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Here are the details on some of the products I have in my room. Let me know if you have questions on anything else you see in the room.
Hanging lamp (My husband added the switch, it's from the hardware store)
Scrap Drawers under cutting table
Favorite Fabric Collection: Erin Michael Uptown by Moda
Hanging clips (on thumbtacks on wall)
You can see my Lorax (Free Pattern here) in the sewing table scene
Sewing Machine Cover (This is SUPER during pollen season which coincidences with open window season)
For a long time, I avoided any project with buttons holes for one reason: I could not make them neat. As hard as I tried buttonholes always threw off my projects. I could spend hours knitting something perfectly but when it came down to the buttonholes, it ruined the whole piece. Happily, I was not alone in my dislike for buttonholes and they have come a long way since I began knitting. Let me share with you some of my favorite methods to create great looking and hard working button holes.
Above I used Vertical Buttonhole for my French Press Pattern
When I pick up a button band or I need to knit horizontal buttonholes into a project, I go with this method. It is fast, easy and secure. The finished look is very clean and symmetrical. I love that it is all done in one row since I have a past of forgetting to cast back on for 2 row button holes and so I spend lots of time unknitting. One Row button hole: http://www.youtube.com/watch?v=EY4vBzLo-Xs.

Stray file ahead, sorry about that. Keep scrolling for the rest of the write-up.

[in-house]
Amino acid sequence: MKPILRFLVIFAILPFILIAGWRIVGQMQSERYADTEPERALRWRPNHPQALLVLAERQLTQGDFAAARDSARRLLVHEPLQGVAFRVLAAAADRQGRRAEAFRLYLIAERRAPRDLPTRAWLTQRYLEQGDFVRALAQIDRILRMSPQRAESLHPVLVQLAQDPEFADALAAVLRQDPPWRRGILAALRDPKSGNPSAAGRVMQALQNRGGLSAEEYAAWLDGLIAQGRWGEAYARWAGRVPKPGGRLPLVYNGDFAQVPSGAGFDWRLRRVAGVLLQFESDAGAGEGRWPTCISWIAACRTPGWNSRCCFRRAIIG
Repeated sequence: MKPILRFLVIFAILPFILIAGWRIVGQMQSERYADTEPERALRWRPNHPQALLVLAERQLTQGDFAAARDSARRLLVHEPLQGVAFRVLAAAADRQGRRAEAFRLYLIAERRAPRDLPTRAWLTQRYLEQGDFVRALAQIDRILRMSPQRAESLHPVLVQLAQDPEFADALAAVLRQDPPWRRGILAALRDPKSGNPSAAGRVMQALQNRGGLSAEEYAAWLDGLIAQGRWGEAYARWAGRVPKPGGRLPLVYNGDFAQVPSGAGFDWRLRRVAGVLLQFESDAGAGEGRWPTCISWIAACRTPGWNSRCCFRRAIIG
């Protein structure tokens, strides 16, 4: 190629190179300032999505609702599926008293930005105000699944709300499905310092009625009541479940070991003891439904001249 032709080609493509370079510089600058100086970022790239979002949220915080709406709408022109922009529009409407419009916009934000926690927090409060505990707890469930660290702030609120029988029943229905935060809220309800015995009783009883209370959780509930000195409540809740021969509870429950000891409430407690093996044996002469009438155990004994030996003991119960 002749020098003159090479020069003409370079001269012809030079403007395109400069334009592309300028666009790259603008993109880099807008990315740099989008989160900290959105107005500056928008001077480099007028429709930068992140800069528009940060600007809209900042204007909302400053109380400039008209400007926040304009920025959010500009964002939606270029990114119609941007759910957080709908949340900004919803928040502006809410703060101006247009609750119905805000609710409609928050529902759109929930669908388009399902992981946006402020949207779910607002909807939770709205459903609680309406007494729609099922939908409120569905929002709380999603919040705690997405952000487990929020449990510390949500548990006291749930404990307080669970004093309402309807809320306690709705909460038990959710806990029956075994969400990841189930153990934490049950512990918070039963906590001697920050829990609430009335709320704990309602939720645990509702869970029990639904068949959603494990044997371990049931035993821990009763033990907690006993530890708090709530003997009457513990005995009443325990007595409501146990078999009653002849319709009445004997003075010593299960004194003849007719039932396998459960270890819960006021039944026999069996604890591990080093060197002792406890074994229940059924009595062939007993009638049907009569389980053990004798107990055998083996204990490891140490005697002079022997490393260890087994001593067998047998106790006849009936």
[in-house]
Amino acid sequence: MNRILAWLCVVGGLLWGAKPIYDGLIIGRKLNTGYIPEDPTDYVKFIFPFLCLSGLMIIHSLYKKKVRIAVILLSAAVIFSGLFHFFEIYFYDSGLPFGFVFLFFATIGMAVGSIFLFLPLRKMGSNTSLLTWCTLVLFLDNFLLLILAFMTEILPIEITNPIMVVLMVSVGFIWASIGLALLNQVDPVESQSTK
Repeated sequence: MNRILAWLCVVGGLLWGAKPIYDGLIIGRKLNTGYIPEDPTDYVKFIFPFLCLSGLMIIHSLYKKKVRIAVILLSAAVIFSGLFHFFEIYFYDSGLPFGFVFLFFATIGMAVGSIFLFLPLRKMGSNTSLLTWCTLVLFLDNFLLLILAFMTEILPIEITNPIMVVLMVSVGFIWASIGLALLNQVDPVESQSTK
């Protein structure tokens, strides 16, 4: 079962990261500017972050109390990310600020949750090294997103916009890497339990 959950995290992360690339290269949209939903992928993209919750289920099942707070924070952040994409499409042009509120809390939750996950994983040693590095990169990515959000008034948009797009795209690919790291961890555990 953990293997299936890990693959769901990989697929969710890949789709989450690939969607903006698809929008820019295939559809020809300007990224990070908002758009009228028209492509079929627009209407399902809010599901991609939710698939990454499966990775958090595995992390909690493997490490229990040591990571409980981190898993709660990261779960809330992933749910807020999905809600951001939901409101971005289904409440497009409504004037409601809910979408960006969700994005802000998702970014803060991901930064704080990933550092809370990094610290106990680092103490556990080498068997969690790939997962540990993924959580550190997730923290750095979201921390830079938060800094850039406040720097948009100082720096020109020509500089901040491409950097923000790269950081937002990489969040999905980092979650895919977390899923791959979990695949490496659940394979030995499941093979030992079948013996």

Amy, from Knittinghelp.com has helped me through many issues with her helpful videos and no less so with this one. She recommends you write down the instructions but I have found a printable version here http://www.knittingdaily.com/glossary/one-row-buttonhole.aspx
Above is a 4 st One Row Buttonhole that is sturdy
enough for my homemade toggle buttons.
Eunny Lang, editor at Interweave Knits, demonstrates a more precise and slightly complicated (involving more tools than the above method) One Row Buttonhole here. I would recommend this buttonhole method when working with fine yarn, lace or when you need an absolute perfect buttonhole. This is the Rolls Royce of buttonholes, only to be trotted out when you need to show some pomp and splendor. For every day, the previous One Row Buttonhole version is your best bet. http://www.knittingdaily.com/blogs/daily/archive/2010/05/31/a-better-buttonhole.aspx
Now, sometimes a knitter needs a vertical buttonhole and horizontal will not do. In that case try JeshKnits pictorial tutorial. Her pictures are crisp and clear and show you from just the right angle how to go about achieving a great vertical buttonhole. I love these for sleeve bands and cowls. Vertical Buttonholes: http://jeshknits.wordpress.com/2010/01/06/vertical-buttonholes-a-tutorial/
Check out our great knitting and crochet section here for awesome deals for all your buttonhole needs
When you are in need of an excellent seamless cast on, you can't go wrong with the Crochet Cast On. The Crochet Cast On is a flawless cast on perfect for joins, grafting and decorative bind offs. You can use it when knitting identical halves of scarf or shawls, for sock toes or when matching your cast on to your bind off. You don't need to know to know how to crochet to complete the crochet cast on, but having a feel for the hook is helpful in learning this new technique. It is a great foundation for pick up stitches later on and is easy to pull out later.
All you need is your working yarn, some waste yarn in a contrasting color, your needle and a crochet hook. It is a terrific alternative to the Provisional Cast On, if you are short on cable needles or just prefer this method. It is always good to have a few tricks up your sleeve and more than one way to get the end result, if the end result you are looking for is a seamless join or graft!